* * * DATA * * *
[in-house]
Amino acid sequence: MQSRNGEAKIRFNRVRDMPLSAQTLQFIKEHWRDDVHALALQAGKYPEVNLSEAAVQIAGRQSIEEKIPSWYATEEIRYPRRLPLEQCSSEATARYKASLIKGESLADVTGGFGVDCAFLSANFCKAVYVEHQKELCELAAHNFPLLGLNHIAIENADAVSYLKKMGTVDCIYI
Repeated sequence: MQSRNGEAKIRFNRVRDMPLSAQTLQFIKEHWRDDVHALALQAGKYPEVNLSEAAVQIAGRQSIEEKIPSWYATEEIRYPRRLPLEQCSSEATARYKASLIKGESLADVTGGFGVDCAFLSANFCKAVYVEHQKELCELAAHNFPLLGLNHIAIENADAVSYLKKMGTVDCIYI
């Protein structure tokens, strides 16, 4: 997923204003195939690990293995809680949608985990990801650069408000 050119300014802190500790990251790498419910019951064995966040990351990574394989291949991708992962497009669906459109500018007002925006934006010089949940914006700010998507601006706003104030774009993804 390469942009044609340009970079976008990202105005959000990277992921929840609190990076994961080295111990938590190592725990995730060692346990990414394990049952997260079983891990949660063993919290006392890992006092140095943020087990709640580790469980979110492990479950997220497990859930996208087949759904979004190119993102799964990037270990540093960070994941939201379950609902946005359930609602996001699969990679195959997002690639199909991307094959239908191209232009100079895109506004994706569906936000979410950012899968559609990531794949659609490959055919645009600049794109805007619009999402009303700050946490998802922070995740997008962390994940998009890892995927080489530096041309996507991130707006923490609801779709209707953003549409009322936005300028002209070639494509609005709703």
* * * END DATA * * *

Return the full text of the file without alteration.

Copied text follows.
[in-house]
Amino acid sequence: MQSRNGEAKIRFNRVRDMPLSAQTLQFIKEHWRDDVHALALQAGKYPEVNLSEAAVQIAGRQSIEEKIPSWYATEEIRYPRRLPLEQCSSEATARYKASLIKGESLADVTGGFGVDCAFLSANFCKAVYVEHQKELCELAAHNFPLLGLNHIAIENADAVSYLKKMGTVDCIYI
Repeated sequence: MQSRNGEAKIRFNRVRDMPLSAQTLQFIKEHWRDDVHALALQAGKYPEVNLSEAAVQIAGRQSIEEKIPSWYATEEIRYPRRLPLEQCSSEATARYKASLIKGESLADVTGGFGVDCAFLSANFCKAVYVEHQKELCELAAHNFPLLGLNHIAIENADAVSYLKKMGTVDCIYI
């Protein structure tokens, strides 16, 4: 997923204003195939690990293995809680949608985990990801650069408000 050119300014802190500790990251790498419910019951064995966040990351990574394989291949991708992962497009669906459109500018007002925006934006010089949940914006700010998507601006706003104030774009993804 390469942009044609340009970079976008990202105005959000990277992921929840609190990076994961080295111990938590190592725990995730060692346990990414394990049952997260079983891990949660063993919290006392890992006092140095943020087990709640580790469980979110492990479950997220497990859930996208087949759904979004190119993102799964990037270990540093960070994941939201379950609902946005359930609602996001699969990679195959997002690639199909991307094959239908191209232009100079895109506004994706569906936000979410950012899968559609990531794949659609490959055919645009600049794109805007619009999402009303700050946490998802922070995740997008962390994940998009890892995927080489530096041309996507991130707006923490609801779709209707953003549409009322936005300028002209070639494509609005709703």